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(USA TODAY) -- The Obama administration laid out a new set of surveillance rules Thursday that would transfer the storage of millions of telephone records from the government to private phone companies.

The plan, developed in response to protests about the reach of National Security Agency surveillance tactics, requires a sign-off from Congress.

"Having carefully considered the available options, I have decided that the best path forward is that the government should not collect or hold this data in bulk," Obama said in a statement. "Instead, the data should remain at the telephone companies for the length of time it currently does today."

Obama pledged to work with Congress on developing a workable plan that would accommodate counter-terrorism investigations while protecting constitutional liberties.

"I am confident that this approach can provide our intelligence and law enforcement professionals the information they need to keep us safe while addressing the legitimate privacy concerns that have been raised," Obama said.

Government officials could still access the phone data with court approval, according to the plan, though there could exceptions in cases of national security emergencies.

The House Intelligence Committee issued a plan this week that would also transfer storage authority to phone companies but allow the government to access without prior court approval. A judge would review the government's request after agents obtained the data, a provision that has drawn objections from civil libertarians.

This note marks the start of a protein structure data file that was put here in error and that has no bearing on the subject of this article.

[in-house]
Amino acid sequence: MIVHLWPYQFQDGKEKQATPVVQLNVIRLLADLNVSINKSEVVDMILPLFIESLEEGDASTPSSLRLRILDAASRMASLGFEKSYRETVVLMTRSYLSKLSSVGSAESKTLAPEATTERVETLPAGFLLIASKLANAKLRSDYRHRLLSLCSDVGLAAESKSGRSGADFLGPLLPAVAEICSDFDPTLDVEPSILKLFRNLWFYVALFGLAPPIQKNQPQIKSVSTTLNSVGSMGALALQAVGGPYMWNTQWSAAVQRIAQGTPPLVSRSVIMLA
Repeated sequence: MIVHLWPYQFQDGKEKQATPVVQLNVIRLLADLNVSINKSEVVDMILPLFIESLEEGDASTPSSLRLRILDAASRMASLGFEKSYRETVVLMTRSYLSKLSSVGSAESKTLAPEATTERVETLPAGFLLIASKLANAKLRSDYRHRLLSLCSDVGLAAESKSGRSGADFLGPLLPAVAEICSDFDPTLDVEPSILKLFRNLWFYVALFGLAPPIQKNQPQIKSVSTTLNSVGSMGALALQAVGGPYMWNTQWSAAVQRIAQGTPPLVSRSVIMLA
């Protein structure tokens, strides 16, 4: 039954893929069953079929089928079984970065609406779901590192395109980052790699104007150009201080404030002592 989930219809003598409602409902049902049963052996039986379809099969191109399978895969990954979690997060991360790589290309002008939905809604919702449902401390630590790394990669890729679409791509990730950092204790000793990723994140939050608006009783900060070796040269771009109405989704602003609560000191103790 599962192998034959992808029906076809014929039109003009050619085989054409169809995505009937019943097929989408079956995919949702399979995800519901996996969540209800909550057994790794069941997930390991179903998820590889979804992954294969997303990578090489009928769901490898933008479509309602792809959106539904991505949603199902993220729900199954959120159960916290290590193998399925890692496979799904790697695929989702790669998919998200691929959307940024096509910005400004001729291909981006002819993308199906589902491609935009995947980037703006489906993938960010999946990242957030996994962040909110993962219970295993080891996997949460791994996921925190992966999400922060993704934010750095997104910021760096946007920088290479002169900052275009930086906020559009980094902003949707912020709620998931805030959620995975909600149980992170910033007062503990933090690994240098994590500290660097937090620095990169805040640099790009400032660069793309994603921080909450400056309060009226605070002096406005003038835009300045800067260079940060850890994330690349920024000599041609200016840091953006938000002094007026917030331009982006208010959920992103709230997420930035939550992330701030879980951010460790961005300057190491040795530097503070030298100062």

The idea of ending government storage of metadata appears to have bipartisan support.

House Speaker John Boehner, R-Ohio, said the Intelligence Committee's bill starts "a bipartisan conversation" about surveillance programs, and he added that "I expect the part of this effort will include the end of the government holding on to bulk data."

NSA surveillance techniques became public last year with leaks from former contractor Edward Snowden.

Obama called for new NSA rules in a January speech, and he gave aides until March 28 — Friday — to develop legislation to end the NSA's ability to sweep up and store all kinds of telephone records.

Snowden, now living in Russia while facing charges, praised Obama's efforts earlier this week.

"This is a turning point, and it marks the beginning of a new effort to reclaim our rights from the NSA and restore the public's seat at the table of government," Snowden said in a statement released by the ACLU, which is helping with his legal representation.

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